Members of Congress were told Wednesday that the United States remains vulnerable to a wide range of potential terrorist threats and disruptions despite heightened security in the wake of the September 11 attacks on New York and Washington.
At the top of the list of potential threats is bioterrorism. Public health experts like Amy Smithson told lawmakers that hospitals around the country are ill prepared to handle a large-scale bioterrorism attack. "It is very clear that our hospital systems and health care systems cannot handle the patient load of a regular influenza outbreak season," she said. So they are going to probably need, in very quick order, outside medical assistance in order to cope with the incredible burdens on the health care system that would result from a major disease outbreak."
Ms. Smithson and others are calling on Congress to quickly formulate a national strategy to protect the country from the threat of bioterrorism.
It was a similar story in other hearing rooms throughout the Capitol Wednesday, with federal officials acknowledging that the United States remains vulnerable to a range of terrorist attacks.
Assistant Army Secretary Michael Parker told a House subcommittee that security around the nation's water systems also needs to be tightened. "Are America's water resources and environment at risk? And the answer can only be a reluctant, sobering yes," he said.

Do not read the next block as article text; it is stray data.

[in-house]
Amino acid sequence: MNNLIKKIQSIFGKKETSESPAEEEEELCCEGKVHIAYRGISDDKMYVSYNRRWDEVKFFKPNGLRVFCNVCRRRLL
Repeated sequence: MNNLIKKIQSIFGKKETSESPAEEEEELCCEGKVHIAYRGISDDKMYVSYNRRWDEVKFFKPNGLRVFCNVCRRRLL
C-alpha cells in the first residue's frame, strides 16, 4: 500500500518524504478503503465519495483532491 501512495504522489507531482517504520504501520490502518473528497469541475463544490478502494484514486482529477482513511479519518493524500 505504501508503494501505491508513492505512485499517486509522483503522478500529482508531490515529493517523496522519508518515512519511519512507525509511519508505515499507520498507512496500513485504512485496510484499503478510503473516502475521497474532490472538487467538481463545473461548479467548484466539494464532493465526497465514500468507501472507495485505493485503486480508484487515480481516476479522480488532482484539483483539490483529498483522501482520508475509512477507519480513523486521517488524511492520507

Others sought to calm jittery nerves on Capitol Hill. Ronald Dick is in charge of infrastructure protection for the Federal Bureau of Investigation. "Contamination of a water reservoir with a biological agent would probably not pose a large risk to public health because of the dilution effect, filtration, disinfection of the water," he said.
At a Senate hearing on the vulnerability of the nation's transportation system, Democrat Max Cleland of Georgia warned his colleagues to be prepared for new and different terrorist attacks. "It could be mass transit or it could be public utilities, historical sites or the media," he noted. "Tightening security in one area will tend to push terrorists in other directions. But one act of mass terrorism does not predict the next occurrence."
The gloomy threats clearly irritated some lawmakers who are growing impatient with bureaucratic delays in shoring up security.
Democratic Senator John Breaux of Louisiana had this retort for a Transportation Department official who had tried to explain why new security procedures have been delayed. "My information tells me that none of them have been completed," he said. "Now I know that you are brand new. You were not here when we did all of this. But it is your office and what can you tell this committee and this Congress? I hate to say it, but that is deplorable."
Lawmakers must now deal with a rash of requests from federal agencies for more money to deal with the terrorist threats. On bioterrorism alone, the Senate is considering an additional $1.5 billion to help communities prepare for a possible attack.